The Following workmen were engaged on this Building
Harry Dalton Carpenter Dyrham Park
Tom Peck Bricklayer Barnet
Ernest Peck Do. Do.
George Brown Do. Dyrham Park
Alf Smith Labourer Do.
John J. Chesher Painter &c. Do. Since May 4th 1891
Joseph Russel Plaster Barnet
J.J. Chesher was the son of John Chesher of the Roe Buck Inn Lemsford and grandson of James Chesher of the Red Lion Digswell Hill Welwyn Herts”
I have kept the original capitalisation and punctuation. The writer must be Mr. Chesher, because he gives so much circumstantial information for that name. There are several Cheshers buried in St. Giles graveyard, in 1874, 1876 and 1886, but whether they are related to the person who wrote the note is unclear (as his people came from near Welwyn, it is unlikely).
It’s a fascinating document. The details about what we now call the Great War; the names of Captain Trotter’s staff who he employed on building the Hall; and the decision to leave a record of the building’s construction hidden away in the roof. And that is where it has been returned to, along with another bottle, with a note about what happened to the Mission Hall subsequently.
This was not the first Mission Hall (or rather, room) in South Mimms. At the back of the Shop and Post Office is an extension, which some remember as a butcher’s shop. In about 1990, shortly after I bought the house (the Shop and Post Office had closed in 1975), an elderly, but spry and active man came through the archway into the back yard. It turned out that he had come to Mission Meetings before the Hall was built, and they had been held in this extension. So clearly Mr. Hollis had offered an alternative to St. Giles from the late 1890’s, and with the building of the Mission Hall in 1915 he was able to expand the venture, under the auspices of the London City Mission.
Although it is no longer a place of worship I have two relics, a notice board headed “South Mimms Mission Hall” and a larger board for times of worship, including a Women’s Bright Hour, on Thursday afternoons!
THOUGHTS FROM THE ORGAN LOFT
“Hymn number 43”. The announcement comes and there is rustling as everyone stands and searches for the words. That is the moment! The massive machine breaks into sound and we are off for a good sing with a big accompaniment. This is one of the regular moments of drama in every church service. The music streams on, the pipes resonate and the building is full of sound. For the organist it is one of the many bread and butter parts of the job, hoping the congregation will respond and enjoy taking part in the musical action.
Playing an organ is like being in charge of a large engine with hundreds of pipes (thousands of pipes in a very big organ) ready at command to chart the progress of the music. Sound can be produced that is soft and gentle or triumphant, loud and dramatic. It affects the whole atmosphere of any service. When errors happen – incorrect stops in action – the sound can be devastating. So an amateur organist has to beware of this by careful checking on details and preparation. Being ready at the exact moment is vital, and timing is essential. Striking up the Wedding March or the funeral processional has to be on the mark; the note for the soloist has to be on time; use of the stops is also dramatic and can be quite entertaining, e.g. the trumpet or other special effects.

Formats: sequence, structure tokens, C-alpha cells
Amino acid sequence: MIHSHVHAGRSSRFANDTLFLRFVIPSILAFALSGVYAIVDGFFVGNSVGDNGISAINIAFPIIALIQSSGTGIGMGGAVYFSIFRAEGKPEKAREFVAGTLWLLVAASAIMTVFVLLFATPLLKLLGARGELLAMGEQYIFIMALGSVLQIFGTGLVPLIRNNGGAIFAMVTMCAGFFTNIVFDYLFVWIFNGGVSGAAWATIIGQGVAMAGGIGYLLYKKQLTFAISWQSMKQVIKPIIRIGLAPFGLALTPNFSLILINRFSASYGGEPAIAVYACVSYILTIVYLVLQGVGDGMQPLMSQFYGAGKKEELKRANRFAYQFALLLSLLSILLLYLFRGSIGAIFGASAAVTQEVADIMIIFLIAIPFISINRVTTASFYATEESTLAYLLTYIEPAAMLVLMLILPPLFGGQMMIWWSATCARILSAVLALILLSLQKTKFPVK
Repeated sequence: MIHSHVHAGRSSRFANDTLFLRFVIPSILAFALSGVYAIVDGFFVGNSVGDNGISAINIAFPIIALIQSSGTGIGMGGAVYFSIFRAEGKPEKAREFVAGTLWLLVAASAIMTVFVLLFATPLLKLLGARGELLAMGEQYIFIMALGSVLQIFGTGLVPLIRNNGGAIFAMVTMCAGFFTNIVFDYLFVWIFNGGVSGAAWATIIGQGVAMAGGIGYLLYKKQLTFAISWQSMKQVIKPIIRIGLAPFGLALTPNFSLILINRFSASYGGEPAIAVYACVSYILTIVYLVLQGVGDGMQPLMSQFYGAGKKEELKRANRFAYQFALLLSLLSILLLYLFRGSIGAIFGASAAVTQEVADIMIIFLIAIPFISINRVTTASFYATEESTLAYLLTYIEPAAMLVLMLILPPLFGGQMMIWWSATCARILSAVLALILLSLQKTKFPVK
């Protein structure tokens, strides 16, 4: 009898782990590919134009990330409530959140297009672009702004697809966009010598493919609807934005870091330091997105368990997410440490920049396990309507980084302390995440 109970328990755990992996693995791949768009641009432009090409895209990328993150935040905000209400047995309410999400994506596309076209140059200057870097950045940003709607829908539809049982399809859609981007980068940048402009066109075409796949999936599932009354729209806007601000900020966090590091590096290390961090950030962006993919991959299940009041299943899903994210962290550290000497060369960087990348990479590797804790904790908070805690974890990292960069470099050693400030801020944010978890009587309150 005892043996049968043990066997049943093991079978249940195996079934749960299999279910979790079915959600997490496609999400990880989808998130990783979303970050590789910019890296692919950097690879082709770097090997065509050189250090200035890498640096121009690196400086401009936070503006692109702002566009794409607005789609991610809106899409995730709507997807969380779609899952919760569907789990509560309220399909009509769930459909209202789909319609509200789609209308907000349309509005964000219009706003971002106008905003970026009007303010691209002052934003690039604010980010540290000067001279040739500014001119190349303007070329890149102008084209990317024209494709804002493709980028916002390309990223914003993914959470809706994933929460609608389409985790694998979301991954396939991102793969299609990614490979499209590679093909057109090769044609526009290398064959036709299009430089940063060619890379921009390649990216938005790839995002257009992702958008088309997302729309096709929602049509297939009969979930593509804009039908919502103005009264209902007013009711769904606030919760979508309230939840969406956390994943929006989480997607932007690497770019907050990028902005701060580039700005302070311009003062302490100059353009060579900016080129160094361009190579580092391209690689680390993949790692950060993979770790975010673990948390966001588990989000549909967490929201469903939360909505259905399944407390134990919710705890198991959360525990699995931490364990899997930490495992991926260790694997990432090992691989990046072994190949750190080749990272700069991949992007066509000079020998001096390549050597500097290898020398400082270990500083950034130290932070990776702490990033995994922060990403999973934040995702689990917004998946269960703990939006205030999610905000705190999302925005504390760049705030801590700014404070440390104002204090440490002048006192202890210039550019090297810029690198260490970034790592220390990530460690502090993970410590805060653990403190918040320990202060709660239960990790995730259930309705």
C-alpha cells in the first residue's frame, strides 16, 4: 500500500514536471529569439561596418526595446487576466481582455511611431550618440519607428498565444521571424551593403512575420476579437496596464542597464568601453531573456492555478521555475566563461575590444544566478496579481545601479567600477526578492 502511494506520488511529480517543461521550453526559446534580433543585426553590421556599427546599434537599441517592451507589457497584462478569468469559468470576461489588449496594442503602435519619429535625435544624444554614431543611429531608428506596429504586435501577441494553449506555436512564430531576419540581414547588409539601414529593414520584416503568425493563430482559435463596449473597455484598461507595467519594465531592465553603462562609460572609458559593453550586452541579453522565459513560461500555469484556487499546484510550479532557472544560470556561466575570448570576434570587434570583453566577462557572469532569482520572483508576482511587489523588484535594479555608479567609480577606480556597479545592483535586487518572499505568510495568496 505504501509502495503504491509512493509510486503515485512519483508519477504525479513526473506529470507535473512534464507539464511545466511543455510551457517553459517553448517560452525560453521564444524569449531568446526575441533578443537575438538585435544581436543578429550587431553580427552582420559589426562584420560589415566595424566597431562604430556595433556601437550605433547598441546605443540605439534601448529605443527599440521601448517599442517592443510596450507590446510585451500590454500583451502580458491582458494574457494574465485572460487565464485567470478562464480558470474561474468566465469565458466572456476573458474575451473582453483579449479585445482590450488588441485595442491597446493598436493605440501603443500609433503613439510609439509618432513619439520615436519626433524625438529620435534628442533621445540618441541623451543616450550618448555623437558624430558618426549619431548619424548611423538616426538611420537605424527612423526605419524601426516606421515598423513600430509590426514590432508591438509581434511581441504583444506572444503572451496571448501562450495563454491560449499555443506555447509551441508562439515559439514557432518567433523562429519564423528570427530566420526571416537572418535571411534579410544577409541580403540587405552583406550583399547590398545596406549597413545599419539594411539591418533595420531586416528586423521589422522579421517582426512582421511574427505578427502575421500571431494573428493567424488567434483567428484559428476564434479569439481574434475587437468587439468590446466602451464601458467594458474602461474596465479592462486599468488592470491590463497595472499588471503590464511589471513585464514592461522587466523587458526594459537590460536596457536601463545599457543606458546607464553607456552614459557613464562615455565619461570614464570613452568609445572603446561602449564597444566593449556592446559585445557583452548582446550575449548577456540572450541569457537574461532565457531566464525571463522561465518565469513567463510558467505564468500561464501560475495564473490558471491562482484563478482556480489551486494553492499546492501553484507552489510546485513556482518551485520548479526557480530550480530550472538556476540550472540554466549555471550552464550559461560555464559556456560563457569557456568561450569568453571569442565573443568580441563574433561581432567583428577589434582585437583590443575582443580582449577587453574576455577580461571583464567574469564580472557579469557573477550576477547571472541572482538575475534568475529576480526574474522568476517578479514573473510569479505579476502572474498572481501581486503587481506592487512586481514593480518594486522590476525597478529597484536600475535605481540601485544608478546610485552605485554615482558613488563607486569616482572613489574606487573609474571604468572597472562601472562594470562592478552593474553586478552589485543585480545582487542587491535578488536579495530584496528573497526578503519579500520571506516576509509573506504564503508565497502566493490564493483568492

Music written for organ is another world of its own. From the very early works of the 16th and 17th centuries, the wonders of J.S. Bach and his generation, through to up to date exciting modern music, the organ presents challenges and pleasure: a journey of discovery and enjoyment.
A younger mind can take on the challenge more easily of using both hands and feet simultaneously. On standard church pipe organs, such as those at St. Margaret’s or St. Giles, this is as important as on a majestic cathedral organ. Those of us who entered the world of organ playing in later life are at a disadvantage, and skill has to be worked on with much practice and determination.
Massive organs are another story, with a vast number of stops, both hand and electronic, with extra foot controls. These great constructions are like majestic huge liners of the music world. Magnificent monsters, to listen to them is a special experience. Many larger churches and concert halls have huge organs. In London the new organ in the Royal Festival Hall and the one in the Albert Hall are fine examples. On the continent, in Paris for instance, large magnificent specimens are lovingly played by world class organists.
For us in Ridge and South Mimms we are able to enjoy wonderful organ playing in St Albans Abbey. Many recitals are given during the year, and organ music can be part of everyone’s experience. More younger people taking up organ playing would be a great advantage. Plenty of organs need playing and lessons are available.
So – back to the hymns for next Sunday! Now, what march out shall we have?